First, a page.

86 At an East African Governors' meeting held on 16 June 1961, consensus emerged that it would be best to establish the strip as a High Commission territory, so that it could later become a federal territory after Kenya reached internal self-government. Extract note at CO 822/2164/70. The East African High Commission was renamed the East African Common Services Organisation that same year.

87 MacLeod to Mooring, 4 July 1961, CO 822/2149/9.

88 Mooring to MacLeod, 7 July 1961, CO 822/2149/11.

89 Renison to MacLeod, 15 July 1961, CO 822/2149/15.

90 Renison to MacLeod, 8 Sept. 1961, CO 822/2149/52.

91 Provincial Information Office, Mombasa, 10 Oct. 1961, KNA CQ/9/3/7; Saleh Omar Salmeen [President, Arab Traders Association] to DC Mombasa, 11 Oct. 1961, KNA CQ/9/3/9.

92 These public threats are chronicled in Memorandum of Coastal League to Robertson, App. E, 7 Oct. 1961, CO 894/12/6.

93 Petitions are in CO 894 series.

94 Sheehan, “The Problem of Sovereignty,” 2–3.

95 These norms color the historiography of the Swahili Coast. See Salim, Swahili-Speaking Peoples; and Pouwels, Horn and Crescent. For a critical perspective on the meaning and contestation of these norms along the nineteenth-century coast, see Glassman, Feasts and Riot.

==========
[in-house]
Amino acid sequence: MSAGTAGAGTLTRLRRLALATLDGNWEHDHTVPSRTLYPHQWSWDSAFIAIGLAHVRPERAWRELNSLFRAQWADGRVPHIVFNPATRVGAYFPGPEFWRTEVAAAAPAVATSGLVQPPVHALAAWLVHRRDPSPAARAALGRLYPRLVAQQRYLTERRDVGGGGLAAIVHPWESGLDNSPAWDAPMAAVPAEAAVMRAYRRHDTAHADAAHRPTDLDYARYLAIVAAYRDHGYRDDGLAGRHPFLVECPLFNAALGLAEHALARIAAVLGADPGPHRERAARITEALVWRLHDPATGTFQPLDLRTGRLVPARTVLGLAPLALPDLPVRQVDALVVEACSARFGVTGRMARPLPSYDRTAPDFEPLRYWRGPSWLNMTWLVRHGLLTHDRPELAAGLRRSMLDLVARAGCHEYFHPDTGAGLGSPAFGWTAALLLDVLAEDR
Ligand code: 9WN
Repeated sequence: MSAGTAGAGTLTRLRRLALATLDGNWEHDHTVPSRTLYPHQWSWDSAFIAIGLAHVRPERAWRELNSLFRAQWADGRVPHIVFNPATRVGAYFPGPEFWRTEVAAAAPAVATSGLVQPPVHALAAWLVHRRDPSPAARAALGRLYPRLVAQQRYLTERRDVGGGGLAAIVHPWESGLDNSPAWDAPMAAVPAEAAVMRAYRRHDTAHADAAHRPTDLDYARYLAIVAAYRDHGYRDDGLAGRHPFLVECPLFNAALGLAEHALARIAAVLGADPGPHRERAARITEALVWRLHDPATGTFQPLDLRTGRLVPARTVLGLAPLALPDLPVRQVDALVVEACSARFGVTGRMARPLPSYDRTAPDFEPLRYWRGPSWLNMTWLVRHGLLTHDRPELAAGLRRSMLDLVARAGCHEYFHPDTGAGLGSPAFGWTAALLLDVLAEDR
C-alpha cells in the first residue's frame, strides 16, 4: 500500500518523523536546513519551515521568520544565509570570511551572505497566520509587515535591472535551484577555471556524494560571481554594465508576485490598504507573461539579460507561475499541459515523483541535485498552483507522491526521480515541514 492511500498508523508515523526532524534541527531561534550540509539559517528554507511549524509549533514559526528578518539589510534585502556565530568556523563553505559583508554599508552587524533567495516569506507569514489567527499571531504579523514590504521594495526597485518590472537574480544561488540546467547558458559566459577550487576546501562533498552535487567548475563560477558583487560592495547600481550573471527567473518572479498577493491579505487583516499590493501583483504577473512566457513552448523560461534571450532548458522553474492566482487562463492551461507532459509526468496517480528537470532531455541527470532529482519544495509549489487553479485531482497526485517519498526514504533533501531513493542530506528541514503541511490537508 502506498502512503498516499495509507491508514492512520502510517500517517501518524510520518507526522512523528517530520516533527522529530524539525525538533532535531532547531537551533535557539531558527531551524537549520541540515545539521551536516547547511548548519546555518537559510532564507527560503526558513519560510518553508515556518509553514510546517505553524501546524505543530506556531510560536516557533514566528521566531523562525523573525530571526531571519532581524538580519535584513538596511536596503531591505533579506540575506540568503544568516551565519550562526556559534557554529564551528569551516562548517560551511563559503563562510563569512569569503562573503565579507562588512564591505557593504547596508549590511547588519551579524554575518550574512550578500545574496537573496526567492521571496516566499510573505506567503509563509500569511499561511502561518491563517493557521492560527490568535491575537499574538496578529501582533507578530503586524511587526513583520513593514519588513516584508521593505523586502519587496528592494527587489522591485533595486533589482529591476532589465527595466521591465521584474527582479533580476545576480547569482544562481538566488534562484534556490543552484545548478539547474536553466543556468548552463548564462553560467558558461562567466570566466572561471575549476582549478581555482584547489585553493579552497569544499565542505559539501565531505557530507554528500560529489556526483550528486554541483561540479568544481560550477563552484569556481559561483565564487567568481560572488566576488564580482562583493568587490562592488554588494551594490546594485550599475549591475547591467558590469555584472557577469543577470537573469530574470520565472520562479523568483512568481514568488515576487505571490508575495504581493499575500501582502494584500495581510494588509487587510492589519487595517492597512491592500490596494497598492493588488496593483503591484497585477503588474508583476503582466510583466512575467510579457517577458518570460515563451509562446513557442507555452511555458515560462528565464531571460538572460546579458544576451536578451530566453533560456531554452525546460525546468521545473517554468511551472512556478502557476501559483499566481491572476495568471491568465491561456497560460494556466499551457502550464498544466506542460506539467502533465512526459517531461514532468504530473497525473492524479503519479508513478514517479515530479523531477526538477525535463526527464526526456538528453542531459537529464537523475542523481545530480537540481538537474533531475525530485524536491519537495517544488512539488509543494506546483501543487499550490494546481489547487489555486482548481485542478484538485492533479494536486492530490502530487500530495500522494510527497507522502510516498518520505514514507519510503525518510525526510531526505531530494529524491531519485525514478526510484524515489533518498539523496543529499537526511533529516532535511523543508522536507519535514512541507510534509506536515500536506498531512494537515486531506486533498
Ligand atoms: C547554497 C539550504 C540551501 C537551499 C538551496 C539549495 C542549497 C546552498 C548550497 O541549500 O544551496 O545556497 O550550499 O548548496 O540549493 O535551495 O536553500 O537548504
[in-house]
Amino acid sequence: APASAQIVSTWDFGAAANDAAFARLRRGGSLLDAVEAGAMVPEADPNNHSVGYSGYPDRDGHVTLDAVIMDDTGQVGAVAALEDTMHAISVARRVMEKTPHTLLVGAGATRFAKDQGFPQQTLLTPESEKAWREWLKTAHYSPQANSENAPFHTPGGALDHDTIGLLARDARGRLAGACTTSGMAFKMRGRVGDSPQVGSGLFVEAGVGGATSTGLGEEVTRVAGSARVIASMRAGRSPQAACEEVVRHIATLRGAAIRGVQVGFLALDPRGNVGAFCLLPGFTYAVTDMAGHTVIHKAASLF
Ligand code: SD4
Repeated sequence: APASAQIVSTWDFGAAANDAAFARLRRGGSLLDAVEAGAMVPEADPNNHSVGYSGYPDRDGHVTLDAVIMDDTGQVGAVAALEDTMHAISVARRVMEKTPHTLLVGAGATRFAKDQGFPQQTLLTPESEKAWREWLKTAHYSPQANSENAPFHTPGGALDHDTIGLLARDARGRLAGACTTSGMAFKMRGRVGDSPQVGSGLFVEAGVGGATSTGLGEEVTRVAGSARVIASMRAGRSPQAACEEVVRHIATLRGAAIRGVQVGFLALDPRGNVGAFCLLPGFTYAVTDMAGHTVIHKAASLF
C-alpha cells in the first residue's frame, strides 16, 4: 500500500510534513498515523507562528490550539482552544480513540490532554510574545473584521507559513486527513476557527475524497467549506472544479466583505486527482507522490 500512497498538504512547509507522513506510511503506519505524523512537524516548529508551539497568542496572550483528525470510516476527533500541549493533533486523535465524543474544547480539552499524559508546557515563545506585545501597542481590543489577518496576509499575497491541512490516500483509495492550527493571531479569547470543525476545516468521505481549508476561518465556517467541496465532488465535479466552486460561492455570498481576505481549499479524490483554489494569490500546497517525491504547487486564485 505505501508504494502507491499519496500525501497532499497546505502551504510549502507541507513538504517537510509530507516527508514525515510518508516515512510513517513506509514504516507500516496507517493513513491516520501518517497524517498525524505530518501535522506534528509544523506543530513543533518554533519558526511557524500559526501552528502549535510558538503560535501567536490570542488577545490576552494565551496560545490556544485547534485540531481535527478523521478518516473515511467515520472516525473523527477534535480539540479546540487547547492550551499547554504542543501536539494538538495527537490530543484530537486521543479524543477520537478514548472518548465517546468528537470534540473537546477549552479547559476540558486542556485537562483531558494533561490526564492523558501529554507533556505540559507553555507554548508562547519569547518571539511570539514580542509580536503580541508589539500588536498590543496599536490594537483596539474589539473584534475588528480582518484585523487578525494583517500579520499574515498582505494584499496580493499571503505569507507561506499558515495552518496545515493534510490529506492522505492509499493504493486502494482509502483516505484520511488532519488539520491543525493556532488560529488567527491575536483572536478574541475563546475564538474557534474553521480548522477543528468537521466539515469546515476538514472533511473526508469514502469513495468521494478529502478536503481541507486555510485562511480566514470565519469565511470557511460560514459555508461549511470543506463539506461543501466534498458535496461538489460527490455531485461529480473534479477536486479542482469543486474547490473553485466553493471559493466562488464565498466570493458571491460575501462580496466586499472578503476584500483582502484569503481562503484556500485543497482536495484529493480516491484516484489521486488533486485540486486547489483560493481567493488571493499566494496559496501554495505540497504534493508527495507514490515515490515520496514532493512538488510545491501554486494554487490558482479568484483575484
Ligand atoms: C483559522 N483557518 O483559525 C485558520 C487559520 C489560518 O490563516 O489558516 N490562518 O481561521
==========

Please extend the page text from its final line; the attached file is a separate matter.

96 Salim, Swahili-Speaking Peoples, 73.

97 Hassan Abdulrahman Mwakimako, “Politics, Ethnicity and Jostling for Power: The Evolution of Institutions of Muslim Leadership and Kadhiship in Colonial Kenya, 1895–1963” (Ph.D. diss., University of Cape Town, 2003), ch. 5.

98 Translation of letter of F. Athman and O. B. Basheikh [Lamu] to Governor's Private Secretary, 22 Aug. 1963, CO 822/3073/E17(ii).

99 Memorandum of Womens' Section of CPP, by Mwanawangu Mzee and Somoe Bausi to Robertson, 20 Oct. 1961, CO 894/13/8.

100 Petition of Mohamed Husein Jongoo [President, KPNP] to Zanzibar Sultan, encl. in Husein to Zanzibar Sultan, 29 Aug. 1963, CO 822/3073/E17(iii).

101 EAC(57)3, CO 822/1810/3.

102 A rough 1961 coastal strip census found (by race): 300,000 Africans; 48,000 Asians; 37,000 Arabs, Swahilis, and Bajunis; and 7,000 Europeans. Kenya Coastal Strip, 7.

103 Enrollment form for Coastal League, CO 894/2.

104 Memorandum of CPP to Robertson, 20 Oct. 1961, CO 894/13/2.